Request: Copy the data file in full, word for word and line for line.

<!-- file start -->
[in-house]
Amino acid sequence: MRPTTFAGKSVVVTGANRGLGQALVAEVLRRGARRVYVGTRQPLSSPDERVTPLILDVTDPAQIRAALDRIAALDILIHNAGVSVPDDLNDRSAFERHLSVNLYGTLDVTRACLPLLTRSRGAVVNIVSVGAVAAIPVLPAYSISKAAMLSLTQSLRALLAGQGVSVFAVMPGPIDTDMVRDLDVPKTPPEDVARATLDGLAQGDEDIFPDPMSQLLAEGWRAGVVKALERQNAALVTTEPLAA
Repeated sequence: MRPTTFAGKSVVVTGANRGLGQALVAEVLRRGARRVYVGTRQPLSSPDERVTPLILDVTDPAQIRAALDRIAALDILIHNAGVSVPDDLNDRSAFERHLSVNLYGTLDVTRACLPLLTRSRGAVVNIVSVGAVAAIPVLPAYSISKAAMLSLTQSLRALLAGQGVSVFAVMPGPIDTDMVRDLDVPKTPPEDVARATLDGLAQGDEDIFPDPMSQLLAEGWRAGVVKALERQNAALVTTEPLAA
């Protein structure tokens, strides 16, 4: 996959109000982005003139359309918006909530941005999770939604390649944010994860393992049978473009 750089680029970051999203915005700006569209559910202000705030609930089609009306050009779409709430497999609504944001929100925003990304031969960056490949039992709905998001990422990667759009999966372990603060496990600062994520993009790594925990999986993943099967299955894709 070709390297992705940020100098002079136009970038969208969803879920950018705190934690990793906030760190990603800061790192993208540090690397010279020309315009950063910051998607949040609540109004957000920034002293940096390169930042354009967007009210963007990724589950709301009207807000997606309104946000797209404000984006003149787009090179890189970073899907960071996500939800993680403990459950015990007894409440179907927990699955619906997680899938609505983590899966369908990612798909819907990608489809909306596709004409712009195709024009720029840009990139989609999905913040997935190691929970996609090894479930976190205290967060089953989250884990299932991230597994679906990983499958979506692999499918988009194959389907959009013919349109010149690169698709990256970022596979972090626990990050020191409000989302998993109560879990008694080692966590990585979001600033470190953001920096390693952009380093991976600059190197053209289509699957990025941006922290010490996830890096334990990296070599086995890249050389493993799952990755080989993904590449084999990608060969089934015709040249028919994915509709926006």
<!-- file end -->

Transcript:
[in-house]
Amino acid sequence: MRPTTFAGKSVVVTGANRGLGQALVAEVLRRGARRVYVGTRQPLSSPDERVTPLILDVTDPAQIRAALDRIAALDILIHNAGVSVPDDLNDRSAFERHLSVNLYGTLDVTRACLPLLTRSRGAVVNIVSVGAVAAIPVLPAYSISKAAMLSLTQSLRALLAGQGVSVFAVMPGPIDTDMVRDLDVPKTPPEDVARATLDGLAQGDEDIFPDPMSQLLAEGWRAGVVKALERQNAALVTTEPLAA
Repeated sequence: MRPTTFAGKSVVVTGANRGLGQALVAEVLRRGARRVYVGTRQPLSSPDERVTPLILDVTDPAQIRAALDRIAALDILIHNAGVSVPDDLNDRSAFERHLSVNLYGTLDVTRACLPLLTRSRGAVVNIVSVGAVAAIPVLPAYSISKAAMLSLTQSLRALLAGQGVSVFAVMPGPIDTDMVRDLDVPKTPPEDVARATLDGLAQGDEDIFPDPMSQLLAEGWRAGVVKALERQNAALVTTEPLAA
């Protein structure tokens, strides 16, 4: 996959109000982005003139359309918006909530941005999770939604390649944010994860393992049978473009 750089680029970051999203915005700006569209559910202000705030609930089609009306050009779409709430497999609504944001929100925003990304031969960056490949039992709905998001990422990667759009999966372990603060496990600062994520993009790594925990999986993943099967299955894709 070709390297992705940020100098002079136009970038969208969803879920950018705190934690990793906030760190990603800061790192993208540090690397010279020309315009950063910051998607949040609540109004957000920034002293940096390169930042354009967007009210963007990724589950709301009207807000997606309104946000797209404000984006003149787009090179890189970073899907960071996500939800993680403990459950015990007894409440179907927990699955619906997680899938609505983590899966369908990612798909819907990608489809909306596709004409712009195709024009720029840009990139989609999905913040997935190691929970996609090894479930976190205290967060089953989250884990299932991230597994679906990983499958979506692999499918988009194959389907959009013919349109010149690169698709990256970022596979972090626990990050020191409000989302998993109560879990008694080692966590990585979001600033470190953001920096390693952009380093991976600059190197053209289509699957990025941006922290010490996830890096334990990296070599086995890249050389493993799952990755080989993904590449084999990608060969089934015709040249028919994915509709926006």